Rorschach stretched his arms around the mushroom and broke off a piece from both sides. A small nibble of one made him start shrinking again so he hastily took a larger bite of the other. A moment later he was as tall as the trees around him. Much more convenient this way. He started to walk forward, shoving trees out of his way with no more effort than the grass had taken earlier. A flash of bright feathers made him look around as a Lory came in to perch on a branch nearby. She took the pipe out of her beak with one claw and cocked her head at him.
'Could you try to be a little less conspicuous?' she said. 'The Queen of Hearts is looking for you already.'
'Not scared of her,' said Rorschach. Being scared of Alice in Wonderland characters would be ridiculous.
'Yeah? We'll see how fucking brave you are when she catches you,' said the Lory. She put the pipe back in her beak and flew off.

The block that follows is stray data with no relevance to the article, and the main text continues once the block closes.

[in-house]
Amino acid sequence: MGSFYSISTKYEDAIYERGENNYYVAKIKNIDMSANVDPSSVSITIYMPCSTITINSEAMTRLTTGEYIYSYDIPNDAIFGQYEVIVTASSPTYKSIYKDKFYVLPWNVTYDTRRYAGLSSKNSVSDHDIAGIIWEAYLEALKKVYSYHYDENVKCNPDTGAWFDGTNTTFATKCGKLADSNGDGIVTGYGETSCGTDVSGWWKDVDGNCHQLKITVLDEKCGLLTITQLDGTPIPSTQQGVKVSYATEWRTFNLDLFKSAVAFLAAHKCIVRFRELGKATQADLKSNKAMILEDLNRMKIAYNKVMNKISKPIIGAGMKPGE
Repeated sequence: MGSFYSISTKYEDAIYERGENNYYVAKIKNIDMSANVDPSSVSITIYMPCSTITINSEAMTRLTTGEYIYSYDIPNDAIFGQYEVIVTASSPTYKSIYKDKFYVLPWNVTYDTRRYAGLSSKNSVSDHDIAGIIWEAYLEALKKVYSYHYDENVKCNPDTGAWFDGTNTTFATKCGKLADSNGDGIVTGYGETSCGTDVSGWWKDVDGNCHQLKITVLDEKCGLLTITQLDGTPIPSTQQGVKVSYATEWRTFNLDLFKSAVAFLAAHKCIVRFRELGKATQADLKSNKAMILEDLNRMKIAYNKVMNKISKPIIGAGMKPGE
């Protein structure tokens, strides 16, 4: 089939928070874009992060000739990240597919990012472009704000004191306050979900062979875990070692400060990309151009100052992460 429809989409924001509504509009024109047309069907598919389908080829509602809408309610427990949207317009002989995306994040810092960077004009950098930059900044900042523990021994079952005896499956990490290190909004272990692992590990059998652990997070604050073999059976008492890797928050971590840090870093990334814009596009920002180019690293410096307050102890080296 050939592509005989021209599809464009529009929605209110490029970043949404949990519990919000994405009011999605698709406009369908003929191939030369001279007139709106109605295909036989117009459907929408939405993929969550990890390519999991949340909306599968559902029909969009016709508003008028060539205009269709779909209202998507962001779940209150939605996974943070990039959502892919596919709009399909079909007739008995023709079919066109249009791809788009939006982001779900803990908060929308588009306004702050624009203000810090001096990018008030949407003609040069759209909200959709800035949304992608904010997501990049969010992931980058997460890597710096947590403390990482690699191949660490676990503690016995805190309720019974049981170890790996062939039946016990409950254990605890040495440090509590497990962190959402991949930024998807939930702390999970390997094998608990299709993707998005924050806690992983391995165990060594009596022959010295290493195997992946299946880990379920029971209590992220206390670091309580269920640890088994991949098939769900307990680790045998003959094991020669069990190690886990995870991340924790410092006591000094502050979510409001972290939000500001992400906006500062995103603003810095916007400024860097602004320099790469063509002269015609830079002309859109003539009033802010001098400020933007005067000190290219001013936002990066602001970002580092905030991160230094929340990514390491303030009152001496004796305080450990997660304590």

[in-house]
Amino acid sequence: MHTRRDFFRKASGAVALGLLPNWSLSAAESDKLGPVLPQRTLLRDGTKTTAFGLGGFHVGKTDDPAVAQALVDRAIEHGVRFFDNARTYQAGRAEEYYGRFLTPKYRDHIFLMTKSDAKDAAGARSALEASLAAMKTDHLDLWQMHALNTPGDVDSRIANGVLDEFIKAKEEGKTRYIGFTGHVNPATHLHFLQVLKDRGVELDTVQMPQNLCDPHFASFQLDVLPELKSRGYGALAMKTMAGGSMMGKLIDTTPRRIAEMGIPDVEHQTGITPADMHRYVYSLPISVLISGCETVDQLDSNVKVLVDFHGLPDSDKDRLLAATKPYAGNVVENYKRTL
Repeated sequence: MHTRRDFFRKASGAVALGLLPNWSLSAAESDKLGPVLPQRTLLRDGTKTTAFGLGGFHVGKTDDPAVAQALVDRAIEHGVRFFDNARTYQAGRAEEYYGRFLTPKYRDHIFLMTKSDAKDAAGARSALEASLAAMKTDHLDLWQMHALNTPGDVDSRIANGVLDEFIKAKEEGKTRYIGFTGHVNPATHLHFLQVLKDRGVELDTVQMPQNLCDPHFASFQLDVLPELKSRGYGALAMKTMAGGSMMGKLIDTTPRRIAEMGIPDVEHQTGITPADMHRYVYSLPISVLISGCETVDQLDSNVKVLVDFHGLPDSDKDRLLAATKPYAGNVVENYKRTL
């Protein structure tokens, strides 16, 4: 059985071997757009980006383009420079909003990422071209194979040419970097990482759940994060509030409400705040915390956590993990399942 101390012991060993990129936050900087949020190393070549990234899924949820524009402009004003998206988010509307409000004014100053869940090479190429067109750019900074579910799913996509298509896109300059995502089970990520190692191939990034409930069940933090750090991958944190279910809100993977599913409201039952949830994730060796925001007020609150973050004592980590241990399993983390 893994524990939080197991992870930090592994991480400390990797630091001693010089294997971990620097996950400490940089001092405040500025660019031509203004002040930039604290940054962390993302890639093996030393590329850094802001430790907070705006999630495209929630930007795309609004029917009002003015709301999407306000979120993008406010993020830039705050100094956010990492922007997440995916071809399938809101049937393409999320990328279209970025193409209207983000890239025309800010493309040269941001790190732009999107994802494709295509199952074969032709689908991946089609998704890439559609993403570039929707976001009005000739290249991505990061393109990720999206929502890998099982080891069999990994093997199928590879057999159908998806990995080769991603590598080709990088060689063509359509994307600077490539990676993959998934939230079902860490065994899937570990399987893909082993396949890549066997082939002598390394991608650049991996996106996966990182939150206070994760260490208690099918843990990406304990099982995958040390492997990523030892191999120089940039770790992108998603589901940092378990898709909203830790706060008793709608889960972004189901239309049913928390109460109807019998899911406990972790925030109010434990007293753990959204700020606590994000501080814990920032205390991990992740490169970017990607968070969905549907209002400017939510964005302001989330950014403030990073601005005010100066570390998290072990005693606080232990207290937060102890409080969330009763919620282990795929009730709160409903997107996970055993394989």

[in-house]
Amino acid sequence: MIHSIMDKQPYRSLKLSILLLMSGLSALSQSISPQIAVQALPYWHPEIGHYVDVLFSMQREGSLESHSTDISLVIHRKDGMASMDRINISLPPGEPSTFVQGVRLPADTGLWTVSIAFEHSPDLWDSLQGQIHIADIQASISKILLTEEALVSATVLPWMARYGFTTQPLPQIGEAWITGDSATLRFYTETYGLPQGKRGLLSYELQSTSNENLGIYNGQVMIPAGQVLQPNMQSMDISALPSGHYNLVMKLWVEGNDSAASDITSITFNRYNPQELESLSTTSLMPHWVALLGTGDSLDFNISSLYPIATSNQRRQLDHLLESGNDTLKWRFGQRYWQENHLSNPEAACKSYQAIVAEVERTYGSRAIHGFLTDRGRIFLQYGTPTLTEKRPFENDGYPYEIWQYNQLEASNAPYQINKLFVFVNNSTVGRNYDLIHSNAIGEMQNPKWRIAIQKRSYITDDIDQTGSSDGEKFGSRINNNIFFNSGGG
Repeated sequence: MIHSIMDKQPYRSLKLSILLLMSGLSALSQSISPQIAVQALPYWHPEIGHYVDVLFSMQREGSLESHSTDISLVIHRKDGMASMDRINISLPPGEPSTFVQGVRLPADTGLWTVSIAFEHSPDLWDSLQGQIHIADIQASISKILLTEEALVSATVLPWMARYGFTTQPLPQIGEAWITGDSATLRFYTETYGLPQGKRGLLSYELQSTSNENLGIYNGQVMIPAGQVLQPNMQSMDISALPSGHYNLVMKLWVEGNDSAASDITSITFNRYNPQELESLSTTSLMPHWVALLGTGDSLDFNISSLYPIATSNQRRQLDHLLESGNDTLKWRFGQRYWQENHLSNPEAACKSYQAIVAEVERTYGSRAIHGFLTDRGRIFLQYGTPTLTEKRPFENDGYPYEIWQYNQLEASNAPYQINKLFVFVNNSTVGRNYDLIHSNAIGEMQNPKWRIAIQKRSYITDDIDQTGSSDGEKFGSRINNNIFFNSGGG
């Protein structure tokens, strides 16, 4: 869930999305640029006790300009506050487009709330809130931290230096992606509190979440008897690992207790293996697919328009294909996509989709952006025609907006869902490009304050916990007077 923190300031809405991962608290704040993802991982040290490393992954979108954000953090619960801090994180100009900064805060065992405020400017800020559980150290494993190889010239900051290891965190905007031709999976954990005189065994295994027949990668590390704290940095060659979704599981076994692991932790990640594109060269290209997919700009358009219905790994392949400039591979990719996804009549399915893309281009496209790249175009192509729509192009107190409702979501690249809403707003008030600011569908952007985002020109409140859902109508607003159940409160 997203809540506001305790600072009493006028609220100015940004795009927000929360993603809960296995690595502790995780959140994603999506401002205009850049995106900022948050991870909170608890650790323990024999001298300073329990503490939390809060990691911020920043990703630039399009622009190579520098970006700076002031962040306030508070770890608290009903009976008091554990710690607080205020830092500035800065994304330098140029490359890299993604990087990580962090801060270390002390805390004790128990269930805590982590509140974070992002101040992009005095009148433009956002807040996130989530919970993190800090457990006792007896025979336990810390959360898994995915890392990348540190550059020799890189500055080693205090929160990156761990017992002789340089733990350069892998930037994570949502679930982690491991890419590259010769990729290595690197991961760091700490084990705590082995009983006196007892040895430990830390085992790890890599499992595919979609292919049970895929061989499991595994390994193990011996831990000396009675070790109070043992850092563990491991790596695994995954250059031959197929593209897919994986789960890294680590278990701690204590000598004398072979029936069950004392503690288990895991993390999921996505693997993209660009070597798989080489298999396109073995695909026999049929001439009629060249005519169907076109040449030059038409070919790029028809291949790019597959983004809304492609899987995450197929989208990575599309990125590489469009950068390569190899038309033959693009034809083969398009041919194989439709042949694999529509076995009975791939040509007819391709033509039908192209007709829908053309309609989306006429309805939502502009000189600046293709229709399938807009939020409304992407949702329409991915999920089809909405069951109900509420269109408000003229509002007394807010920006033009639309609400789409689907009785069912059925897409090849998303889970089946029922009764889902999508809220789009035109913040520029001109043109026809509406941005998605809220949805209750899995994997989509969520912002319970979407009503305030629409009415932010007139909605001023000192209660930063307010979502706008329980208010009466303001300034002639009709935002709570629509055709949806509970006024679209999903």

It was the swear word that did it, reminded him that this wasn't Lewis Carroll's innocent world. Because it might be stupid to be scared of Alice characters but he knew there were things inside his head that he didn't want to face. And suddenly he was shaking, feeling trapped, and for the the first time finding the exit felt like more than a way to pass the time. What if he was in a coma, what if the Cheshire Cat was right and he couldn't leave until he found his way out? What was he stuck in here with? He nibbled the mushroom almost guiltily, returning to his his regular size (although he did leave himself a few inches taller than normal). He was getting tired of pushing through trees anyway.
Sometime later, and he didn't know if it was minutes or hours, was starting to lose track, he found a path and, a little after that, a signpost. One side read 'MAD HATTER' and the other read 'MARCH HARE'. Rorschach couldn't remember which way the tea party was in the book, but he had a feeling he would find it either way. He set off towards the March Hare's house resolutely.
The tea party was taking place in the March Hare's garden. Seated at an enormous table was Moloch in full evening dress, a $5 sign affixed to his hat, the Twilight Lady in a red leotard, red rabbit ears, domino mask and high heeled shoes, and Big Figure asleep between them wearing a headband with enormous grey mouse ears. The table was littered with cake and scones. Moloch looked at him and raised an eyebrow.